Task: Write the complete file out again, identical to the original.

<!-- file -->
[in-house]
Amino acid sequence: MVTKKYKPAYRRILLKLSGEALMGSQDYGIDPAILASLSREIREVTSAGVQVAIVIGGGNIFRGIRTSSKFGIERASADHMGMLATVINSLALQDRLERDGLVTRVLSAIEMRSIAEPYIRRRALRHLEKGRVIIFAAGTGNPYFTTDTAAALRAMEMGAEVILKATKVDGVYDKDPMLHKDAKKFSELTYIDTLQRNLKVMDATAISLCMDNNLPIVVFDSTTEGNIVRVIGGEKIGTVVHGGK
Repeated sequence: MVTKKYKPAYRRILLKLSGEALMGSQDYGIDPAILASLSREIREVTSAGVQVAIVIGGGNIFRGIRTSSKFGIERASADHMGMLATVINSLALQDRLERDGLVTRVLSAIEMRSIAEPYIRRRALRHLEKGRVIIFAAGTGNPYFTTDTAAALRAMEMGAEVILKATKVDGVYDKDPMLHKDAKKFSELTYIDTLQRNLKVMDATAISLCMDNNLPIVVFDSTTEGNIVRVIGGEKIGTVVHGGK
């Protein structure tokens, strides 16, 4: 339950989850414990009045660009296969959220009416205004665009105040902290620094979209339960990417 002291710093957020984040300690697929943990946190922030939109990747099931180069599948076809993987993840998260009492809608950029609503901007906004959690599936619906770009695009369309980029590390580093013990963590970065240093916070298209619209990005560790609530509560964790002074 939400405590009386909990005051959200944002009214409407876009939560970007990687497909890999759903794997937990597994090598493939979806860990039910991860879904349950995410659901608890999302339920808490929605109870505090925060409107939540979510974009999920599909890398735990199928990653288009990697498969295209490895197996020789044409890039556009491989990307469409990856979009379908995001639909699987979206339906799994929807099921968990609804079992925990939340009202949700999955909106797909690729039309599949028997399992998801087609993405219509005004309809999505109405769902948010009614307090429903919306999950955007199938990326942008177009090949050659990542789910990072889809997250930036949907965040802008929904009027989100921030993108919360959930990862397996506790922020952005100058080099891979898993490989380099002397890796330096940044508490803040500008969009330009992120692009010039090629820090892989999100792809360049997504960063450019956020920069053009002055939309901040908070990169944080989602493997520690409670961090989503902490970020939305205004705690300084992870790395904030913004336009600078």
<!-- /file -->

[in-house]
Amino acid sequence: MVTKKYKPAYRRILLKLSGEALMGSQDYGIDPAILASLSREIREVTSAGVQVAIVIGGGNIFRGIRTSSKFGIERASADHMGMLATVINSLALQDRLERDGLVTRVLSAIEMRSIAEPYIRRRALRHLEKGRVIIFAAGTGNPYFTTDTAAALRAMEMGAEVILKATKVDGVYDKDPMLHKDAKKFSELTYIDTLQRNLKVMDATAISLCMDNNLPIVVFDSTTEGNIVRVIGGEKIGTVVHGGK
Repeated sequence: MVTKKYKPAYRRILLKLSGEALMGSQDYGIDPAILASLSREIREVTSAGVQVAIVIGGGNIFRGIRTSSKFGIERASADHMGMLATVINSLALQDRLERDGLVTRVLSAIEMRSIAEPYIRRRALRHLEKGRVIIFAAGTGNPYFTTDTAAALRAMEMGAEVILKATKVDGVYDKDPMLHKDAKKFSELTYIDTLQRNLKVMDATAISLCMDNNLPIVVFDSTTEGNIVRVIGGEKIGTVVHGGK
């Protein structure tokens, strides 16, 4: 339950989850414990009045660009296969959220009416205004665009105040902290620094979209339960990417 002291710093957020984040300690697929943990946190922030939109990747099931180069599948076809993987993840998260009492809608950029609503901007906004959690599936619906770009695009369309980029590390580093013990963590970065240093916070298209619209990005560790609530509560964790002074 939400405590009386909990005051959200944002009214409407876009939560970007990687497909890999759903794997937990597994090598493939979806860990039910991860879904349950995410659901608890999302339920808490929605109870505090925060409107939540979510974009999920599909890398735990199928990653288009990697498969295209490895197996020789044409890039556009491989990307469409990856979009379908995001639909699987979206339906799994929807099921968990609804079992925990939340009202949700999955909106797909690729039309599949028997399992998801087609993405219509005004309809999505109405769902948010009614307090429903919306999950955007199938990326942008177009090949050659990542789910990072889809997250930036949907965040802008929904009027989100921030993108919360959930990862397996506790922020952005100058080099891979898993490989380099002397890796330096940044508490803040500008969009330009992120692009010039090629820090892989999100792809360049997504960063450019956020920069053009002055939309901040908070990169944080989602493997520690409670961090989503902490970020939305205004705690300084992870790395904030913004336009600078």